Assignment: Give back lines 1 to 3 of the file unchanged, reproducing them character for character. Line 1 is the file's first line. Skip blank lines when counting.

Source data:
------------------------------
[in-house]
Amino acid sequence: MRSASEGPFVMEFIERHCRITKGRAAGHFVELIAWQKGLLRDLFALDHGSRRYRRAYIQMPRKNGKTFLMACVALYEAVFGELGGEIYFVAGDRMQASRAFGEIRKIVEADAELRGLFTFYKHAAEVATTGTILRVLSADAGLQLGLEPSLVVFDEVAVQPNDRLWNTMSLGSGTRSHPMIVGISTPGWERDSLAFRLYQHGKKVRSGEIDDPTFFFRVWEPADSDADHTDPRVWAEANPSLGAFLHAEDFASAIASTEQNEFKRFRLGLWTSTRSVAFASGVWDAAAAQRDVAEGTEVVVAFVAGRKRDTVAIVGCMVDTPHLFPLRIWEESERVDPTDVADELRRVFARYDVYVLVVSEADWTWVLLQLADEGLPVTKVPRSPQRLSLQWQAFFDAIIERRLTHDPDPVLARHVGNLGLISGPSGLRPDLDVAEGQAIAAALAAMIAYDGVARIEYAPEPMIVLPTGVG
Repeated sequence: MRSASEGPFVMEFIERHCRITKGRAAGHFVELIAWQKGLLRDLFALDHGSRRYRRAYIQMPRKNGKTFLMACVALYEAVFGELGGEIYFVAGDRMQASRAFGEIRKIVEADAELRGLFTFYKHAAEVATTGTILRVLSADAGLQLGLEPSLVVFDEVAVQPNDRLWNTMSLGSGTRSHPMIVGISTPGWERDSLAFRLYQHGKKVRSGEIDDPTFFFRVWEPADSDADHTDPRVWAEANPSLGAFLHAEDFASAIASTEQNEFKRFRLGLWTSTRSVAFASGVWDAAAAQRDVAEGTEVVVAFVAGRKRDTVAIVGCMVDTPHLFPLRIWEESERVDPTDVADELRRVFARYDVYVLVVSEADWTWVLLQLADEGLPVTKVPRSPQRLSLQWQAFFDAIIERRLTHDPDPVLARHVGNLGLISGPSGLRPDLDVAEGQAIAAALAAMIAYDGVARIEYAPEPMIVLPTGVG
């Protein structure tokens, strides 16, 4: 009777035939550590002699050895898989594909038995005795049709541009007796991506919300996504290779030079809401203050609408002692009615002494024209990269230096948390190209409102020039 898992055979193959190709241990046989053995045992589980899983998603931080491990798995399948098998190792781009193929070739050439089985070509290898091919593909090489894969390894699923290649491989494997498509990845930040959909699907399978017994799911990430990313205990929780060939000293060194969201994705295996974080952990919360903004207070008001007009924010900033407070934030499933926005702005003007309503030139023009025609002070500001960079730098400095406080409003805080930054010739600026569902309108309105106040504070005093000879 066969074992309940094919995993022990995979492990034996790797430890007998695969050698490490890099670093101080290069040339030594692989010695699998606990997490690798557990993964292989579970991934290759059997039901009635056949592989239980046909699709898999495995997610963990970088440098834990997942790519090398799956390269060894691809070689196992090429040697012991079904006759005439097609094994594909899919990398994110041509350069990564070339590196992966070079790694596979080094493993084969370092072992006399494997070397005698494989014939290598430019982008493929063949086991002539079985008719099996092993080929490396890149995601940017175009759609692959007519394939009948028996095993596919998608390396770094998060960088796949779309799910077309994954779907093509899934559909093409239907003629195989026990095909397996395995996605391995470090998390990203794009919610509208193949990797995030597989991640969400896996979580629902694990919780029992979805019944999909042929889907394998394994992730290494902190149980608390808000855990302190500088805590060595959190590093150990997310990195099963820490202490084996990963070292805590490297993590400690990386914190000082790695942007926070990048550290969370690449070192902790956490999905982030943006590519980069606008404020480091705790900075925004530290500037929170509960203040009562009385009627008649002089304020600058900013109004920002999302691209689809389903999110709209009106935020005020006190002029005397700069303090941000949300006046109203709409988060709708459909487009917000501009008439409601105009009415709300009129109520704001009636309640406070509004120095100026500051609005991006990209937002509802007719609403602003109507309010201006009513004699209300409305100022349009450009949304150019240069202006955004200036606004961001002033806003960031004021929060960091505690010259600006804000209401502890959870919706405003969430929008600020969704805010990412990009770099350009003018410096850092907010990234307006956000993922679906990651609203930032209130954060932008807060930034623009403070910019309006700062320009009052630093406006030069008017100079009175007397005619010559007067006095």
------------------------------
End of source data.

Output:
[in-house]
Amino acid sequence: MRSASEGPFVMEFIERHCRITKGRAAGHFVELIAWQKGLLRDLFALDHGSRRYRRAYIQMPRKNGKTFLMACVALYEAVFGELGGEIYFVAGDRMQASRAFGEIRKIVEADAELRGLFTFYKHAAEVATTGTILRVLSADAGLQLGLEPSLVVFDEVAVQPNDRLWNTMSLGSGTRSHPMIVGISTPGWERDSLAFRLYQHGKKVRSGEIDDPTFFFRVWEPADSDADHTDPRVWAEANPSLGAFLHAEDFASAIASTEQNEFKRFRLGLWTSTRSVAFASGVWDAAAAQRDVAEGTEVVVAFVAGRKRDTVAIVGCMVDTPHLFPLRIWEESERVDPTDVADELRRVFARYDVYVLVVSEADWTWVLLQLADEGLPVTKVPRSPQRLSLQWQAFFDAIIERRLTHDPDPVLARHVGNLGLISGPSGLRPDLDVAEGQAIAAALAAMIAYDGVARIEYAPEPMIVLPTGVG
Repeated sequence: MRSASEGPFVMEFIERHCRITKGRAAGHFVELIAWQKGLLRDLFALDHGSRRYRRAYIQMPRKNGKTFLMACVALYEAVFGELGGEIYFVAGDRMQASRAFGEIRKIVEADAELRGLFTFYKHAAEVATTGTILRVLSADAGLQLGLEPSLVVFDEVAVQPNDRLWNTMSLGSGTRSHPMIVGISTPGWERDSLAFRLYQHGKKVRSGEIDDPTFFFRVWEPADSDADHTDPRVWAEANPSLGAFLHAEDFASAIASTEQNEFKRFRLGLWTSTRSVAFASGVWDAAAAQRDVAEGTEVVVAFVAGRKRDTVAIVGCMVDTPHLFPLRIWEESERVDPTDVADELRRVFARYDVYVLVVSEADWTWVLLQLADEGLPVTKVPRSPQRLSLQWQAFFDAIIERRLTHDPDPVLARHVGNLGLISGPSGLRPDLDVAEGQAIAAALAAMIAYDGVARIEYAPEPMIVLPTGVG